With an increasing number of organizations experiencing slower-than-expected growth, greater pressure on resources and margins, and a silo mentality and less-than-ideal ways of working, it is more important than ever to invest in “commercial people skills” training in order to boost their commercial performance and fuel their bottom line.

Too often, companies limit their commercial skills training to employees in external-facing roles, such as the sales function. However, as Daniel H. Pink wrote in his book “To Sell is Human,” “Like it or not, we’re all in sales now.”

In other words, whatever our job title, we are all responsible for influencing and persuading others. In fact, organizations that ignore the importance of influencing internal stakeholders as well as their external customers do so at their own peril. With research (see “The EQ Edge: Emotional Intelligence and Your Success” by Steven J. Stein and Howard E. Book) showing that up to 45% of job success is due to emotional intelligence (EQ) the ability to recognize and manage your own emotions and those of others the message is clear: If companies want to deliver their commercial aspirations, they need to take practical steps to help their employees hone their commercial EQ skills so they can improve their performance.

Adopting an Emotionally Intelligent Approach to Training

People generally don’t know what they don’t know because of gaps in their knowledge, unconscious biases that shape their decision-making or blind spots that prevent them from achieving their full potential. It is, therefore, the responsibility of HR and L&D professionals to identify and prioritize the employees throughout the organization who would most benefit from developing their commercial people skills.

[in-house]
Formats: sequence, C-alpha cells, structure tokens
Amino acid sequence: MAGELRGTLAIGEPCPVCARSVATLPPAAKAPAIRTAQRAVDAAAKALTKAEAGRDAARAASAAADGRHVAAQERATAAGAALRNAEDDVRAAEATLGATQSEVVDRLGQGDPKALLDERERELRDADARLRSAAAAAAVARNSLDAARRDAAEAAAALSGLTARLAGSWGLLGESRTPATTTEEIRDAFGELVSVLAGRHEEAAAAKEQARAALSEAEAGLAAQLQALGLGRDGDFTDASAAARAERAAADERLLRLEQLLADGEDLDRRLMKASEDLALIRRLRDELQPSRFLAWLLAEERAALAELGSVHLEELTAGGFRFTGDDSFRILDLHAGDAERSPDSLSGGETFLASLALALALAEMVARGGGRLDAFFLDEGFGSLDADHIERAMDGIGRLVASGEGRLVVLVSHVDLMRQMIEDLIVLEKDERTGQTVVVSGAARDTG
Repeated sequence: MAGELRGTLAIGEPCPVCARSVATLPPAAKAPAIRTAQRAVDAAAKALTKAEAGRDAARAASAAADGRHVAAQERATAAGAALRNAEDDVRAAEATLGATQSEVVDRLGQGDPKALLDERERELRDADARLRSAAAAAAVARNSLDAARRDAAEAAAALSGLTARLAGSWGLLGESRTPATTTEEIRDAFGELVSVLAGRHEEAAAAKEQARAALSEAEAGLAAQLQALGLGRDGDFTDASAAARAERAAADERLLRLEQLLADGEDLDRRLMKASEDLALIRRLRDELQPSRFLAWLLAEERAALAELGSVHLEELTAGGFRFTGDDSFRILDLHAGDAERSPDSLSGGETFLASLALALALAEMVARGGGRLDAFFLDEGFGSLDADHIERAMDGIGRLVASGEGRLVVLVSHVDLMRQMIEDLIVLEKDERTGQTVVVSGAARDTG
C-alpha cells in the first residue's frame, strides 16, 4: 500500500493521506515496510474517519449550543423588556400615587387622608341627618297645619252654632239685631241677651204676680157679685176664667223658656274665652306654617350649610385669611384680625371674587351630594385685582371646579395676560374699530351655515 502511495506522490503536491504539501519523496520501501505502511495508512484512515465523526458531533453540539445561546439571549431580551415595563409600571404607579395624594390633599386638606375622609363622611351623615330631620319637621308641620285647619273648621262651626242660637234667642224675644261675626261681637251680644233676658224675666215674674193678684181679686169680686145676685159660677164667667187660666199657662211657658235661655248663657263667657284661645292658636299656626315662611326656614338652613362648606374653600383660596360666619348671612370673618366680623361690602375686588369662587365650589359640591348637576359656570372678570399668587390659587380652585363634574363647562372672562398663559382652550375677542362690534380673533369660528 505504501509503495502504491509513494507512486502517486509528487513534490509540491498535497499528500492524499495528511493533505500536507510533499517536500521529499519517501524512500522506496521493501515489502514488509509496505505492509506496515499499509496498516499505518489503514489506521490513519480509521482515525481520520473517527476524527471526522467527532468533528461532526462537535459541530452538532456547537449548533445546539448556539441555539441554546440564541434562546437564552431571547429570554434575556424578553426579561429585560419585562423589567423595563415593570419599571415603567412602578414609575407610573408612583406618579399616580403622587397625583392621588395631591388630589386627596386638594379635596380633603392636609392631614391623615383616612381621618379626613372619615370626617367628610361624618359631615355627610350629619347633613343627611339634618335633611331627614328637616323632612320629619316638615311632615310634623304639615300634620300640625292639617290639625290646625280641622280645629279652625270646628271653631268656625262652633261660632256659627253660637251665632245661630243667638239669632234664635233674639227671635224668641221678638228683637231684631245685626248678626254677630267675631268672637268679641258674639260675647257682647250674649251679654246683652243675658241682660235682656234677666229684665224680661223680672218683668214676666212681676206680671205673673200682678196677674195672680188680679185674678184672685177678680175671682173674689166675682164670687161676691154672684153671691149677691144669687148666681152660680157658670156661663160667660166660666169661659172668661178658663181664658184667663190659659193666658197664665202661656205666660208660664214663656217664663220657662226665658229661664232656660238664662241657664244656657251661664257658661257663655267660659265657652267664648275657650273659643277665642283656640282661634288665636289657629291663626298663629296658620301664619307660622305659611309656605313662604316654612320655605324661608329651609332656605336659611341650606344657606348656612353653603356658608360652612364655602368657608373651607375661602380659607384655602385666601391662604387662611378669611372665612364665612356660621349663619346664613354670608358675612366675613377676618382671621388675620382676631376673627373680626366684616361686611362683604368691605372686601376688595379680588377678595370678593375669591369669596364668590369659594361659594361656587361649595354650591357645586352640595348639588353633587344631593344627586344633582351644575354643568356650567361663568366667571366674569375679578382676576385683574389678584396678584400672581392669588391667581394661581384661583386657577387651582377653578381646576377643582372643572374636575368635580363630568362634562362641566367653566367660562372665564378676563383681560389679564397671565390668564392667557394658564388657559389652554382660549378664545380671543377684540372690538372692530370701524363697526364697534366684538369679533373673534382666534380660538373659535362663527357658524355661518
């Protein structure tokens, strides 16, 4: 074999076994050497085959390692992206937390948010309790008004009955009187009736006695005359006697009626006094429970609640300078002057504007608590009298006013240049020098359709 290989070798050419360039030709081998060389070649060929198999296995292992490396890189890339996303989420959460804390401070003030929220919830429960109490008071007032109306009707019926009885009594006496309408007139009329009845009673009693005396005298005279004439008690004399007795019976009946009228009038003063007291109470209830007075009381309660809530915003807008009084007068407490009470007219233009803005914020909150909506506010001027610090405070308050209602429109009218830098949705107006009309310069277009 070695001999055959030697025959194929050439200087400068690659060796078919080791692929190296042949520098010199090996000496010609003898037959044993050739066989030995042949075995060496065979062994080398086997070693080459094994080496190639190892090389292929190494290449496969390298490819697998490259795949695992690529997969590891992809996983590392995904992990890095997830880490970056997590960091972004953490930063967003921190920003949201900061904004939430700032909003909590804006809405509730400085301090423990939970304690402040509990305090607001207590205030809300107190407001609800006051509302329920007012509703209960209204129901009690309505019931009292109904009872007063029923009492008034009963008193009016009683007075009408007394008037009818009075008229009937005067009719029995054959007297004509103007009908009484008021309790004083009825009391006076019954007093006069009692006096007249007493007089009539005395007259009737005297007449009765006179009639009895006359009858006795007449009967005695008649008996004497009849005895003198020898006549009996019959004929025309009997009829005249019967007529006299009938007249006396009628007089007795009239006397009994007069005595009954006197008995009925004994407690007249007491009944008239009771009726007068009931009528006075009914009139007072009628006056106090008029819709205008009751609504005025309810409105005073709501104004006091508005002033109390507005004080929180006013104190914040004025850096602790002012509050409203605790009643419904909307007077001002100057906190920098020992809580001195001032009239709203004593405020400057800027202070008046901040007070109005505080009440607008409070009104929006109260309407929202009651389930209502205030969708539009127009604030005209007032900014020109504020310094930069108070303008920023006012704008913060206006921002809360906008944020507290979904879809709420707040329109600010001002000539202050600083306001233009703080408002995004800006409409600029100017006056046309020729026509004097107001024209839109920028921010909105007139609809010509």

When it comes to choosing the best training approach, it’s important to bear in mind there is no one-size-fits-all method. In fact, off-the-shelf training rarely works. Companies need to adopt a tailored approach to training if they want to inspire their employees to go the extra mile. This approach means hiring authentic trainers who have experience with the particular challenges the learners are facing. The focus should be less on what they need to do and more on how they do it.

Remember, these so-called “soft” skills are often the hardest to learn. Changing behavior doesn’t happen overnight. It takes ambition, commitment and hard work. The key to helping employees change their behavior is to make it easy, rewarding and normal to do so. Make sure you give employees practical tools and techniques, create momentum for change by recognizing and rewarding their progress, and make the changes a habit by helping them weave the behaviors into their everyday life.

Coaching is a powerful tool to help employees embed their learning. When appropriate, hire an external coach to support them on their journey, or empower their managers to give them one-on-one coaching to focus on their personal development and encourage them to reach their goals.

The Benefits of Commercial People Skills Training

By adopting an emotionally intelligent approach to training in this way, companies will reap the rewards of a more engaged and motivated workforce that is able to build strong, balanced relationships both externally and internally. Remember, people like doing business with people they like, whether they’re a customer, supplier, colleague or boss. By equipping employees to have confident commercial conversations with all of their stakeholders, companies will benefit from greater creativity and collaboration that will, in turn, boost their bottom line.